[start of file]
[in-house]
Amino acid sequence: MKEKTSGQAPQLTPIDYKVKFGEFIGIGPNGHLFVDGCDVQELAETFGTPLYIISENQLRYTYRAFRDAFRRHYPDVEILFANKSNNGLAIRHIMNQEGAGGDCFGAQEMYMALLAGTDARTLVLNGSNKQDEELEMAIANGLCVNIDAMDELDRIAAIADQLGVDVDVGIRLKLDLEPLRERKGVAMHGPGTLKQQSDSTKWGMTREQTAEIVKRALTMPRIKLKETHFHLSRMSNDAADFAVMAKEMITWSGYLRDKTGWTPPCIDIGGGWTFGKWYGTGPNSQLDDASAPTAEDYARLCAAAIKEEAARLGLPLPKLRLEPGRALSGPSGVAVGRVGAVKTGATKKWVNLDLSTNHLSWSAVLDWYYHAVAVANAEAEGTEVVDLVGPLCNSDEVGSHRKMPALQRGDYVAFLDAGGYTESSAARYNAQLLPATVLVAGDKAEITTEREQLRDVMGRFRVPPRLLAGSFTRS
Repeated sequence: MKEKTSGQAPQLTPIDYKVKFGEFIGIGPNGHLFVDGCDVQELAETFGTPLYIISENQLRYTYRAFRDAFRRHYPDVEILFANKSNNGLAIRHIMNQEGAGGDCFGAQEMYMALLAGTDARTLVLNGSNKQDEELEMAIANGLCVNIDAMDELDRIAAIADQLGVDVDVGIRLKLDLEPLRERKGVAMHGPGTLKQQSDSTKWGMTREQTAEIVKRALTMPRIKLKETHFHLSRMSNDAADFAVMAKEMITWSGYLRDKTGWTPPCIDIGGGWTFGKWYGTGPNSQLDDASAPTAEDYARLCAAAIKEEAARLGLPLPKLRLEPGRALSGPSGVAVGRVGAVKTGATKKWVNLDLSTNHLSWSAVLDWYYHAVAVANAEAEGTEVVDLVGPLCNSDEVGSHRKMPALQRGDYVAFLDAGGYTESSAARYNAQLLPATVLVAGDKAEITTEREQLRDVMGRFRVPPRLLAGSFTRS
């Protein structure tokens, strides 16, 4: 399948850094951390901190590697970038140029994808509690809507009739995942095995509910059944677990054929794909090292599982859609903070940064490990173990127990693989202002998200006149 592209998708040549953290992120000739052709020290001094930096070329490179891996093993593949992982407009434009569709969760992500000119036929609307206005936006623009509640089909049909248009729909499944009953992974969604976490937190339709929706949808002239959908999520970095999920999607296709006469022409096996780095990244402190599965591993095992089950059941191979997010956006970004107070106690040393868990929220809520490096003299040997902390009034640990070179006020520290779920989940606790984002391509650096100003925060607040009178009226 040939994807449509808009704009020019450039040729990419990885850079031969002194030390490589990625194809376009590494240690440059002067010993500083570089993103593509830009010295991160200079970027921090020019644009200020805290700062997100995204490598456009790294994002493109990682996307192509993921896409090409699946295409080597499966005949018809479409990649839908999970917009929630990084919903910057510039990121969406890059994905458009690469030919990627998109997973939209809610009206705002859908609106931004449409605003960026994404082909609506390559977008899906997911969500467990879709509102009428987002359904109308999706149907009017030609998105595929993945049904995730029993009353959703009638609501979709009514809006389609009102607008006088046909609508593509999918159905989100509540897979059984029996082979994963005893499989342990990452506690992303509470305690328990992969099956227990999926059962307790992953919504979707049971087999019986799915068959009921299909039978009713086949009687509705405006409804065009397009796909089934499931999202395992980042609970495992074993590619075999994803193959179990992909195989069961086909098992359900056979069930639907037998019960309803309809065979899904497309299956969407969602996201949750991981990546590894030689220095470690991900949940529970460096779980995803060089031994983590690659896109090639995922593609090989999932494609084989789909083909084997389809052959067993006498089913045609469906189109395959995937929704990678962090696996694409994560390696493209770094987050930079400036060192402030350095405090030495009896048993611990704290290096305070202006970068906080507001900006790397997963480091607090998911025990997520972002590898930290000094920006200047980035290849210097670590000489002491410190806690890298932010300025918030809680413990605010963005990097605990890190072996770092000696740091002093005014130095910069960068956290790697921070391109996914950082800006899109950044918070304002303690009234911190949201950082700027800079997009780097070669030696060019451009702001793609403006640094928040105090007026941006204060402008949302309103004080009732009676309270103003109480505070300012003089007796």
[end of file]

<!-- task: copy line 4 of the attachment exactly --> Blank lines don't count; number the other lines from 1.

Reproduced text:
């Protein structure tokens, strides 16, 4: 399948850094951390901190590697970038140029994808509690809507009739995942095995509910059944677990054929794909090292599982859609903070940064490990173990127990693989202002998200006149 592209998708040549953290992120000739052709020290001094930096070329490179891996093993593949992982407009434009569709969760992500000119036929609307206005936006623009509640089909049909248009729909499944009953992974969604976490937190339709929706949808002239959908999520970095999920999607296709006469022409096996780095990244402190599965591993095992089950059941191979997010956006970004107070106690040393868990929220809520490096003299040997902390009034640990070179006020520290779920989940606790984002391509650096100003925060607040009178009226 040939994807449509808009704009020019450039040729990419990885850079031969002194030390490589990625194809376009590494240690440059002067010993500083570089993103593509830009010295991160200079970027921090020019644009200020805290700062997100995204490598456009790294994002493109990682996307192509993921896409090409699946295409080597499966005949018809479409990649839908999970917009929630990084919903910057510039990121969406890059994905458009690469030919990627998109997973939209809610009206705002859908609106931004449409605003960026994404082909609506390559977008899906997911969500467990879709509102009428987002359904109308999706149907009017030609998105595929993945049904995730029993009353959703009638609501979709009514809006389609009102607008006088046909609508593509999918159905989100509540897979059984029996082979994963005893499989342990990452506690992303509470305690328990992969099956227990999926059962307790992953919504979707049971087999019986799915068959009921299909039978009713086949009687509705405006409804065009397009796909089934499931999202395992980042609970495992074993590619075999994803193959179990992909195989069961086909098992359900056979069930639907037998019960309803309809065979899904497309299956969407969602996201949750991981990546590894030689220095470690991900949940529970460096779980995803060089031994983590690659896109090639995922593609090989999932494609084989789909083909084997389809052959067993006498089913045609469906189109395959995937929704990678962090696996694409994560390696493209770094987050930079400036060192402030350095405090030495009896048993611990704290290096305070202006970068906080507001900006790397997963480091607090998911025990997520972002590898930290000094920006200047980035290849210097670590000489002491410190806690890298932010300025918030809680413990605010963005990097605990890190072996770092000696740091002093005014130095910069960068956290790697921070391109996914950082800006899109950044918070304002303690009234911190949201950082700027800079997009780097070669030696060019451009702001793609403006640094928040105090007026941006204060402008949302309103004080009732009676309270103003109480505070300012003089007796």